One of my favorite parts of my job is working with the highly qualified Texas DeafBlind Project team, under the leadership of Emily Coleman, Outreach Director at the Texas School for the Blind and Visually Impaired (TSBVI). The Texas Education Agency contracts with TSBVI to improve outcomes for students who are DeafBlind. As project director, I have a front-row view of the team’s in-depth content knowledge and development of internationally used training materials to support students with DeafBlindness, over 81% of whom have identified disabilities in addition to visual and auditory impairments. A new grant cycle began in the Fall of 2018, and the DeafBlind Project was fully funded for another five years. Some of the goals of the DeafBlind Project are to improve educational outcomes, increase early identification, facilitate communication, improve post-school outcomes, engage and empower families, and train qualified personnel. Project goals include systemic collaboration with relevant technical assistance networks, such as the School, Family and Community Engagement Network, one of the ten redesigned technical assistance networks that are part of the Special Education Strategic Plan.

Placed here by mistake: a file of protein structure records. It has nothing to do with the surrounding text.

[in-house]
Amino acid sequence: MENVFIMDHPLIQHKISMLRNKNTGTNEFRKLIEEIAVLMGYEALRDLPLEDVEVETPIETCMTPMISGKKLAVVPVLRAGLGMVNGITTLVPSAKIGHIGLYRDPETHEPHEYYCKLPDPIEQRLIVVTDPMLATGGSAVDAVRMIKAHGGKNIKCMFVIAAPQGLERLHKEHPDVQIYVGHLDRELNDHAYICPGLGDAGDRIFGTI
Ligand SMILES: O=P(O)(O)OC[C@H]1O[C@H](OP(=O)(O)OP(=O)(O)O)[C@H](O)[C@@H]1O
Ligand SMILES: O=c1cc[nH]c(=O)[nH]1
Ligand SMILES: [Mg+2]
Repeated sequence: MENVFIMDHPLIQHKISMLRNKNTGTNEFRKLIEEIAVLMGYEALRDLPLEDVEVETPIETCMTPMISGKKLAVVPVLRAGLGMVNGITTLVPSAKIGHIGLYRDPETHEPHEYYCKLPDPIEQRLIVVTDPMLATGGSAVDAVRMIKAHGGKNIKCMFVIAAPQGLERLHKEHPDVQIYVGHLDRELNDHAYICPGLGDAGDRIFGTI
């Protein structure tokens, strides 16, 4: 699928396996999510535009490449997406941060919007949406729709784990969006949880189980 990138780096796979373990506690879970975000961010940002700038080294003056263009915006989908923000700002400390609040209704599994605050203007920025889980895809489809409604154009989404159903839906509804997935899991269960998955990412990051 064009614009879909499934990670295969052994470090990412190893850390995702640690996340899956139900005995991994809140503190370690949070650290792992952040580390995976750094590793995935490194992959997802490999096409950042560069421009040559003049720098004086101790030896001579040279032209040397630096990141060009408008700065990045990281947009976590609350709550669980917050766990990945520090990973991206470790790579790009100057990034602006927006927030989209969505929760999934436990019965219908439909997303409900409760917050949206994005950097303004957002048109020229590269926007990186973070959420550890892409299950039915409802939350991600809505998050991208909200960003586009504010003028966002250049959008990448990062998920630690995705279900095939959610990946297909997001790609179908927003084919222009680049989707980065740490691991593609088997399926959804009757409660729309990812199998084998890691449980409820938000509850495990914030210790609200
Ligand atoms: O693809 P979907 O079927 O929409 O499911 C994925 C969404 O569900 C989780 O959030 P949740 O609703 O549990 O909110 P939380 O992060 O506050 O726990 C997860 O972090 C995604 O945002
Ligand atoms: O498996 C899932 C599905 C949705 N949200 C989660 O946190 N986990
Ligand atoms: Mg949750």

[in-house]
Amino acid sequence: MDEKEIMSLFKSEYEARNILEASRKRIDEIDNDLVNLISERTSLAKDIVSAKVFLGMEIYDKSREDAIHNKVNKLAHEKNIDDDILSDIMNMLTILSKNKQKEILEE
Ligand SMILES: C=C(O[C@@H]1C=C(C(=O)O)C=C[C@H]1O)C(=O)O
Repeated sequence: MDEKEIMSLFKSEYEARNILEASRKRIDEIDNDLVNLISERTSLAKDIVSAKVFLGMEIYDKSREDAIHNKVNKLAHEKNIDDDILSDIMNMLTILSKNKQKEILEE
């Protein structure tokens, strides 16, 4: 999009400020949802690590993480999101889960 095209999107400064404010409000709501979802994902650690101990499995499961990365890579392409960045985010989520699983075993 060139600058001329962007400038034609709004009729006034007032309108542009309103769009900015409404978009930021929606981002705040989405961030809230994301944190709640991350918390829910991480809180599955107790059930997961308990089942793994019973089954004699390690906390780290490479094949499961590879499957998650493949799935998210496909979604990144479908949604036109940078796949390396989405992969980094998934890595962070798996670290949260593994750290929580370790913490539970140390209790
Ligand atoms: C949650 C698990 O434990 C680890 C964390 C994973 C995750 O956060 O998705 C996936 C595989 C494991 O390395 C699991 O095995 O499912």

This brings me to a huge TEA endeavor, the redesign of the Statewide Leadership Networks around the following areas of focus:
- Child Find, Evaluation, and ARD Supports;
- School, Family, and Community Engagement;
- Inclusive Services and Practices for Improved Student Outcomes;
- Support for Students Identified with Autism;
- Intervention Best Practices;
- Support for Students with Intensive Needs;
- Support for Students with Sensory Impairments;
- Support for Students in Small and Rural LEAs;
- Child-centered Transitions;
- Support for Students with Multiple Exceptionalities and Multiple Needs.
These new networks are expected to be in full swing in the 2018-2019 school year.